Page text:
When I went through my indoctrination, CSR hadn’t changed much from its 1980s roots, and it had taken on broad popularity in corporate America because it actually boosted the bottom line through its positive impact on corporate brands. Companies established philanthropic foundations, and they donated to charities and others organizations that gave back to local communities in non-controversial fashion – i.e., funding cancer research or Make-A-Wish.

I look back now though at corporate America, and it appears that “diversity, equity, and inclusion” (DEI) has replaced CSR. DEI is not a business model that has any measurable connection to the bottom line. It is code for political advocacy.

Culture wars have existed since people developed a common conception of community and banded together for various political, social, and practical reasons. They have been, and always will be, rife with controversy and heated passions. CSR allowed corporations to navigate controversy without taking sides simply by showing that they were a responsible actor in the community. DEI, however, requires corporations to take sides and active roles in culture wars.

Taking sides in a culture war will always piss someone off. Taking sides in an American culture war is sure to piss off a lot of people. Because DEI maintains no connection to the bottom line though, DEI initiatives have no controls in place to navigate controversy gracefully.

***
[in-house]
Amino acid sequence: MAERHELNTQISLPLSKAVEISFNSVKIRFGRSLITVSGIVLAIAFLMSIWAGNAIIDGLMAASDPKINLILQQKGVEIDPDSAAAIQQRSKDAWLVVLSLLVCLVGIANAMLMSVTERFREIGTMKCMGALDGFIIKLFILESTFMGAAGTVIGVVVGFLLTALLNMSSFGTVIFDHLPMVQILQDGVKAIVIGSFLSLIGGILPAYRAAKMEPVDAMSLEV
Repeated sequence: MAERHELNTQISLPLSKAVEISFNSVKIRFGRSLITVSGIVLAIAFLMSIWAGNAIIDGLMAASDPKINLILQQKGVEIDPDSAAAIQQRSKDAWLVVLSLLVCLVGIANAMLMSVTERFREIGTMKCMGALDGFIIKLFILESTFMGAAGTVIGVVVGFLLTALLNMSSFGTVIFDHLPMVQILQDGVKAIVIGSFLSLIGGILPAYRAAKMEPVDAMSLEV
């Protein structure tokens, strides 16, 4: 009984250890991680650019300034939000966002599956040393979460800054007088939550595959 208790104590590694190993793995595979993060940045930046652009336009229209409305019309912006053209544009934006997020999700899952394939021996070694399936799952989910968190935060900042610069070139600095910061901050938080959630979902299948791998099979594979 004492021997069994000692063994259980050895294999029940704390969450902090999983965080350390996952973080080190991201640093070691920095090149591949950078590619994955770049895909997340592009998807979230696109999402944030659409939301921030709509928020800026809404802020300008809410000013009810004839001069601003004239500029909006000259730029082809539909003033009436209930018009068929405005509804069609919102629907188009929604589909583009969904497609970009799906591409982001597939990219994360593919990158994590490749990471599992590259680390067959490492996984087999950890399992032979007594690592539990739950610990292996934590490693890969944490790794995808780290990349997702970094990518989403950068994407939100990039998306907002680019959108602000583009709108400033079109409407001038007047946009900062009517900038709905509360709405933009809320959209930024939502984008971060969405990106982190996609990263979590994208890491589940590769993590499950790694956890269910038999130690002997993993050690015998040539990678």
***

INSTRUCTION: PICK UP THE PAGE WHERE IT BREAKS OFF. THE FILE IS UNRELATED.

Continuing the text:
The results have been devastating for Budweiser and Target. Instead of recognizing that they screwed up big time with their DEI stances in the ongoing culture war over gender identity, both Budweiser and Target doubled down in tone-deaf ways, and there were no controls to stop the bleeding. Both companies lost billions in stock value as pissed-off consumers boycotted their products. They likely will continue to face blowback in their bottom lines.

So why wasn’t corporate social responsibility enough? Why did Target and Budweiser feel the need to take sides in a culture war?

I don’t know if even they have answers, but I do know that any objective institution of higher learning should be preparing case studies on their disasters and cautioning would-be do-gooders that they can never lose sight of their connection to the bottom line.

Cameron L. Atkinson

Cameron Atkinson is a Christian, a published constitutional scholar, a trial and appellate lawyer, and a general hell-raiser. He has received national recognition for his victories in civil rights cases, especially in First Amendment cases. Attorney Atkinson stands out for his written advocacy, and he has taken the lead role in briefing cases to the United States Supreme Court, the United States Court of Appeals for the Second Circuit, the Connecticut Supreme Court, the Connecticut Appellate Court, and multiple New York appellate courts. Attorney Atkinson has successfully represented clients facing criminal charges, including successfully arguing for the reversal of a sexual assault conviction before the Connecticut Supreme Court. He will accept requests for public speaking engagements on a case-by-case basis.

You may also like...

Leave a Reply

%d bloggers like this: